But as soon as I finish the helping of fermented cabbage / onions, I have to rinse off my teeth with plenty of water. I seriously believe that the juice has become so acidic that it is probably dangerous for my teeth to leave any of the 'bath' remaining in my mouth.


My poor father Hector may have suffered from peripheral artery disease ─ I just never knew that it had a medical term. The skin around his ankles was purple and ulcerated, with much flaking of surface skin tissue.

He seemed to have had the condition as long as I knew him, but probably not as bad as in his later years. He died from a heart attack ("acute myocardial infarction") in Vancouver's Kingsgate Mall in 1983, 10 days after his 62nd birthday.

He also had "pulmonary oedema" and "generalized atherosclerosis."

Those are all quotes from his Registration of Death.

He had just come from a doctor's office where he had gone to try and get use of something like an oxygen tank because he was having such a hard time breathing, but the doctor had turned him away because my father had no appointment and the doctor preferred to believe there was some hypochondria in play.

Yeah, right.

I think my father may have at least been given a prescription for nitroglycerine. His new wife left him seated on a bench outside of a pharmacy while she went in to get the prescription filled, but his attack struck in the interim.

Emergency medical personnel were of course summoned, and he was lain upon the floor with his shirt torn open while they worked on him. His wide, terrified eyes were locked upon his new wife's where she stood with a gathering crowd of gawkers.

But I am digressing badly. I wanted to quote this piece concerning peripheral artery disease ─ a small study has found how certain stretching enabled sufferers to handle a return to walking as a therapeutic exercise. This is from NewMarketHealth.com:
You know that walking is really good for your health, but if you're one of the millions who suffer from peripheral artery disease, a simple walk around the block can be nearly impossible.

It's a vicious cycle -- that aching and burning in your muscles prevents you from staying active, yet, by not doing so, you're only making the problem worse.

A preliminary study presented at a recent meeting of the American Heart Association, however, may have found a solution!

The research team had 13 peripheral artery disease sufferers (whose average age was 71) do half-an-hour a day of leg stretching exercises with the help of a splint that improved flexibility in their ankles.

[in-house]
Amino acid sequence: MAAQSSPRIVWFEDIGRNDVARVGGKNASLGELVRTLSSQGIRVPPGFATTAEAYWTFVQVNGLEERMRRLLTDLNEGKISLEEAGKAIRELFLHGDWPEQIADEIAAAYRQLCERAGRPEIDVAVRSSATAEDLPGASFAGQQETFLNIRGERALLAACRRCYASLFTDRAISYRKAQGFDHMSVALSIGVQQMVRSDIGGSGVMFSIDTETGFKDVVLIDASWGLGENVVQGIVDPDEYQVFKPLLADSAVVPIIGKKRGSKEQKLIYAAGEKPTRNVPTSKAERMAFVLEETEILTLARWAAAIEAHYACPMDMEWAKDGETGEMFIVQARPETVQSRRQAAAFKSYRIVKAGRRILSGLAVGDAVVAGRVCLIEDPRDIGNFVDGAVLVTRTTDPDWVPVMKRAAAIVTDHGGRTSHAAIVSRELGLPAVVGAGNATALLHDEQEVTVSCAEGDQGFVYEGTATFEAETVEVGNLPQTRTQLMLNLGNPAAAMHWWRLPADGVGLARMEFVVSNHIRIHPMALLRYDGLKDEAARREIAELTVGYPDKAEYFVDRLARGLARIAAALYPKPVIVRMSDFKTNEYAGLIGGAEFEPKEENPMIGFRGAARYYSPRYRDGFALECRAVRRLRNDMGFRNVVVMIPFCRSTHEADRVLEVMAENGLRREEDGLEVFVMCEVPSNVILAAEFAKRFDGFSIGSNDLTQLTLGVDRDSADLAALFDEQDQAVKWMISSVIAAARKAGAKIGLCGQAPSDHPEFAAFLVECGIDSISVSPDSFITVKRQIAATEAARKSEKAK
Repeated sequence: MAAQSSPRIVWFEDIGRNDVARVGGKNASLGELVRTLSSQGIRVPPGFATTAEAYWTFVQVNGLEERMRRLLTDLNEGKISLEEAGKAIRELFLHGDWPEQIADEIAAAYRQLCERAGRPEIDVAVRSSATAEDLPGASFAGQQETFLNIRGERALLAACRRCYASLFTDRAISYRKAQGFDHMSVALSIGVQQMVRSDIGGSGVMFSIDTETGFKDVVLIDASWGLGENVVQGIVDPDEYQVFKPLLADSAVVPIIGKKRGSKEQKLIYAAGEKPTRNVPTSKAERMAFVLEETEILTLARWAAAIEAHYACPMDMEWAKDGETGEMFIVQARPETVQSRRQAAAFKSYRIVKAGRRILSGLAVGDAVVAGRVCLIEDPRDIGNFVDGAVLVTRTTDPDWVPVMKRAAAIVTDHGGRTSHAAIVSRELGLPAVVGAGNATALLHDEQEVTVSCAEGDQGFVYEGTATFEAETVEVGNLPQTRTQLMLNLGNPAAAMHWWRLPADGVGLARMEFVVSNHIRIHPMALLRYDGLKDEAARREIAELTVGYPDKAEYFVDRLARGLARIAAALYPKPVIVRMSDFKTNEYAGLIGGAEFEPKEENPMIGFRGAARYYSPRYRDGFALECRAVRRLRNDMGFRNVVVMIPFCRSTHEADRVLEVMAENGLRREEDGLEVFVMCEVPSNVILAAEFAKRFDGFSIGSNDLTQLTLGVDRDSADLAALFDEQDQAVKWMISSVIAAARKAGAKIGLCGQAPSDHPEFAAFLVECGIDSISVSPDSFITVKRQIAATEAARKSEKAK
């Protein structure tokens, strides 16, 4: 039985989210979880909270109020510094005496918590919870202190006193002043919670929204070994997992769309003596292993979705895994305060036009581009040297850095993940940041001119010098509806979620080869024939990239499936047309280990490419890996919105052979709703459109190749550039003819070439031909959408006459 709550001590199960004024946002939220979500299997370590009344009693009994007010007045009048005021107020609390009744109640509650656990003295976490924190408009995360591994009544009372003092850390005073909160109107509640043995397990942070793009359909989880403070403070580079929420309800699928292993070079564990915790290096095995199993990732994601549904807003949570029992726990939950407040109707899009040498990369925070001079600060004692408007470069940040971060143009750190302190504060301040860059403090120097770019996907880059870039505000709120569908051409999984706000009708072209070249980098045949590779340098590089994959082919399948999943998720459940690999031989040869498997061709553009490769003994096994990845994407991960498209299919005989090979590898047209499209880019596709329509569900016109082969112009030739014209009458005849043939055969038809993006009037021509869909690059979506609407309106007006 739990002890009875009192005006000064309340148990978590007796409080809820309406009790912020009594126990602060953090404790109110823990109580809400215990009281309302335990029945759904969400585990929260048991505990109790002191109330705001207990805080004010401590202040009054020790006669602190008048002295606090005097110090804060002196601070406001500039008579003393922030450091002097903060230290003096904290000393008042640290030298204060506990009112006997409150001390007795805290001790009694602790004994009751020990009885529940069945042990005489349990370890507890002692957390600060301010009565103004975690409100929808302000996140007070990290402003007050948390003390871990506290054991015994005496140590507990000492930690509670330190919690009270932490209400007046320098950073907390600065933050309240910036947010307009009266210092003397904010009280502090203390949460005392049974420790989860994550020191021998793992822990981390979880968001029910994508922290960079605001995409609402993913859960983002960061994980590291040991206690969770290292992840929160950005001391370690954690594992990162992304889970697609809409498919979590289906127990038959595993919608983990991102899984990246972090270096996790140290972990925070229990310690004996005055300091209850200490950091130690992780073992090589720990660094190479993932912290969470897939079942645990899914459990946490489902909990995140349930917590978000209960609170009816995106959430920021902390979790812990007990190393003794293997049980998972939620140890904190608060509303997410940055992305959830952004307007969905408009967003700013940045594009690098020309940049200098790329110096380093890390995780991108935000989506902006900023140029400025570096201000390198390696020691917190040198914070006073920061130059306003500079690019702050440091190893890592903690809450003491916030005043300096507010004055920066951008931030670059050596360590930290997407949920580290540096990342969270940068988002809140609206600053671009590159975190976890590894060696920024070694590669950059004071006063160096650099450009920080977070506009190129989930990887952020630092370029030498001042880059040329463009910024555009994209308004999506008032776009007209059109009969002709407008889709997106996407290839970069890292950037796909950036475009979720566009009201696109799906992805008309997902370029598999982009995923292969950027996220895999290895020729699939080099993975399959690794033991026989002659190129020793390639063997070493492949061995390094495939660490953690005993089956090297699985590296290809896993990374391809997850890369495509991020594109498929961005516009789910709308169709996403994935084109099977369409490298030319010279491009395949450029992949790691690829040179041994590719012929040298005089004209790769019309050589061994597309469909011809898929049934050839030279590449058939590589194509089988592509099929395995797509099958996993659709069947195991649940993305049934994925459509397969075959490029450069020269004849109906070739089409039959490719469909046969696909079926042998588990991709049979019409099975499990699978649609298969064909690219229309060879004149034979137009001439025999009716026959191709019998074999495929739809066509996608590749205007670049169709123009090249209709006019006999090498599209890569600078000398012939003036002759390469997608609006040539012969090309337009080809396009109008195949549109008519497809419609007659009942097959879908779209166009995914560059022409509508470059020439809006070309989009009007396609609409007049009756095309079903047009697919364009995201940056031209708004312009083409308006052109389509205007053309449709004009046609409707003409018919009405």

The results were extremely encouraging, reducing pain and improving blood flow to the point where participants could walk farther during a six minute test, as well as prolonging their ability to walk before having to stop.

Senior author Judy Muller-Delp, a professor of biomedical sciences at Florida State University College of Medicine, described the therapy as "a very safe, easy intervention that can be done at home and has the potential to really improve your tolerance for walking." The therapy is recommended for anyone whose ability to walk has been curtailed by peripheral artery disease.

If you've never used a splint to help you stretch, a physical therapist can show you how to wear and adjust one. The researchers believe this simple solution can restore your "comfort and confidence" in walking to the point where you could even participate in a walking exercise program.

And that sounds a whole lot better than being sidelined with pain that can make simply walking into the kitchen an ordeal!
Here are a couple of other reports about the study:



I miss my father.


This is something I just recently included mention about in my blog, but the study ought not to be neglected ─ it concerns a surprisingly beneficial effect that resveratrol had on severely hardened aortic arteries.

These two reports tell you about the study and resveratrol:



As I said when last I broached the resveratrol subject, I had to quit supplying myself with the supplement after I officially retired in early April 2011 ─ my monthly pension just couldn't handle the cost burden.

But perhaps the supplement has become more reasonable in pricing? I intend to give it a check the next time I stock up on other supplements I still keep myself supplied with.


When I was a younger man, I believed that sufficient exercise could compensate for a poor diet. I guess I had in mind old-time loggers, miners, railroad workers, and farmers who might eat like horses three times a day, but who also worked from sunup to sundown.

Well, there are not many people who can exercise to that degree.

And some researchers are espousing this fact ─ that is, that diet is far, far more important to weight loss than exercise could ever be.

Here is one commentary on this:


This was the research that commentary was referring to ─ and for a change in a research journal, it is a rather easy read: